Back in early 2014, the R@CMon team assisted SBI Australia to deploy the VISIONET (Visualizing Transcriptomic Profiles Integrated with Overlapping Transcription Factor Networks) visualisation web service on the Monash node of the NeCTAR Research Cloud. Since then, VISIONET has been further enhanced to support more complex transcription factor network topologies. To date, VISIONET has been published in two papers.
Nim, H.T., Boyd, S.E., and Rosenthal, N.A. (2014). Systems approaches in integrative cardiac biology: Illustrations from cardiac heterocellular signalling studies. Progress in Biophysics and Molecular Biology 117, 69-77.
Nim, H.T., Furtado, M.E., Costa, M.W., Rosenthal, N.A, Kitano, H., and Boyd, S.E.. (2015). VISIONET: intuitive visualisation of overlapping transcription factor networks, with applications in cardiogenic gene discovery. BMC Bioinformatics.
The R@CMon team will continue supporting SBI Australia with its plan to further develop the VISIONET web service this year.
Interferons (IFNs) were identified as antiviral proteins more than 50 years ago. However, their involvement in immunomodulation, cell proliferation, inflammation and other homeostatic process has since been identified. These cytokines are used as therapeutics in many diseases such as chronic viral infections, cancer and multiple sclerosis. These IFNs regulate the transcription of approximately 2000 genes in a IFN subtype, dose, cell type and stimulus dependent manner.
Interferome is an online database of IFN regulated genes. The database is a valuable resource for biomedical researchers, being regularly used by scientists from across the world. This database of IFN regulated genes is an attempt at integrating information from high-throughput experiments to gain a detailed understanding of IFN biology. Interferome enables reliable identification of an individual Interferon Regulated Gene (IRG) or IRG signatures from high-throughput data sets (i.e. microarray, proteomic data etc.). It also assists in identifying regulatory elements, chromosomal location and tissue expression of IRGs in humans and mice.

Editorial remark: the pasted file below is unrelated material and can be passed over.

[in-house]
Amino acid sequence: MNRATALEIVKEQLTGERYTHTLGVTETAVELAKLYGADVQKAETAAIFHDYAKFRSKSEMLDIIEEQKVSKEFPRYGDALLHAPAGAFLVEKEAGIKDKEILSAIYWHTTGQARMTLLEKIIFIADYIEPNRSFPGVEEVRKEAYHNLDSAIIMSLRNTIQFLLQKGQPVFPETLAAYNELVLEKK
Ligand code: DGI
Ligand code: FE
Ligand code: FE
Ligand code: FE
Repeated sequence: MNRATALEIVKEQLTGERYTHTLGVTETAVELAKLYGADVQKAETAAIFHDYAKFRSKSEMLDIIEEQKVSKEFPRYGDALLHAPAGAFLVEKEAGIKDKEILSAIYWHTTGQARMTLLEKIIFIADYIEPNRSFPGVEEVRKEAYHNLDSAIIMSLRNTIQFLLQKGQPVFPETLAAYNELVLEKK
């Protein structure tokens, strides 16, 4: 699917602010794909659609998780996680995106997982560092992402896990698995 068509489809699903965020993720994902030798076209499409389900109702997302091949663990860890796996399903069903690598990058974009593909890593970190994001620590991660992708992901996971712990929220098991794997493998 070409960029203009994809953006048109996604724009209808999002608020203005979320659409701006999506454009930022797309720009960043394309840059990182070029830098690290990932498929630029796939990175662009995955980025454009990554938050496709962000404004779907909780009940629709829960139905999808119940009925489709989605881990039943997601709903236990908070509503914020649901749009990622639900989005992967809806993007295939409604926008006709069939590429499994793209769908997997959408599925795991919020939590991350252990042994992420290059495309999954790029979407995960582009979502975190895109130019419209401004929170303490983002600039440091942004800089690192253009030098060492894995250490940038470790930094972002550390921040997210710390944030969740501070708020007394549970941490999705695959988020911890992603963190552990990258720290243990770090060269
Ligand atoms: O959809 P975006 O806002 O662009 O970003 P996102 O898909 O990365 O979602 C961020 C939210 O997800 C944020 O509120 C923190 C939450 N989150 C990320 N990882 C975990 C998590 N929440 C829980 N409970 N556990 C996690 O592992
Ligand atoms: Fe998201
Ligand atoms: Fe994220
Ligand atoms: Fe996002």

Interferome Database Statistics
The R@CMon team assisted Prof. Paul Hertzog and the Centre of Innate Immunity & Infectious Diseases at MIMR-PHI in migrating versions 1.0 and 2.0 of the Interferome online database into the NeCTAR Research Cloud. Interferome Version 2.0 has quantitative data, more detailed annotation and search capabilities and can be queried for one gene or thousands as in a gene list from a microarray experiment. To ensure availability of data and assist researchers with hypothesis generation and novel biological discoveries, the Interferome database is backed by VicNode Collection 2014R9.06. More information about Interferome is available on the help page.
VISIONET (Visualizing Transcriptomic Profiles Integrated with Overlapping Transcription Factor Networks) is a visualisation web service for cellular regulatory network studies. It’s been developed as a tool for creating human-readable visualisations of transcription factor networks from user’s microarray and ChiP-seq input data. VISIONET’s node-filtering feature provides a more human-readable large networks visualisation compared to CellDesigner and Cytoscape.
Gata4-Tbx20 transcription factor network.
R@CMon helped SBI Australia in porting the VISIONET web service into the NeCTAR Research Cloud, enabling rapid development and customisation. VISIONET’s .NET-based framework is now running on a Windows Server 2012 instance inside R@CMon, and it’s now using persistent storage (Volumes) for storing large generated network visualisations. VISIONET is now publicly available to biologists, and user traffic is expected to grow in the near future.
We’re currently working on deploying the Garuda/Flint K3 system in the NeCTAR Research Cloud.
The Garuda platform provides fundamental technology to link software and knowledge in systems biology in a coherent manner.
Flint K3 is an online simulation platform that receives PHML and SBML models from PhysioDesigner, CellDesigner and other applications.
More about the Systems Biology Institute can be found on their website.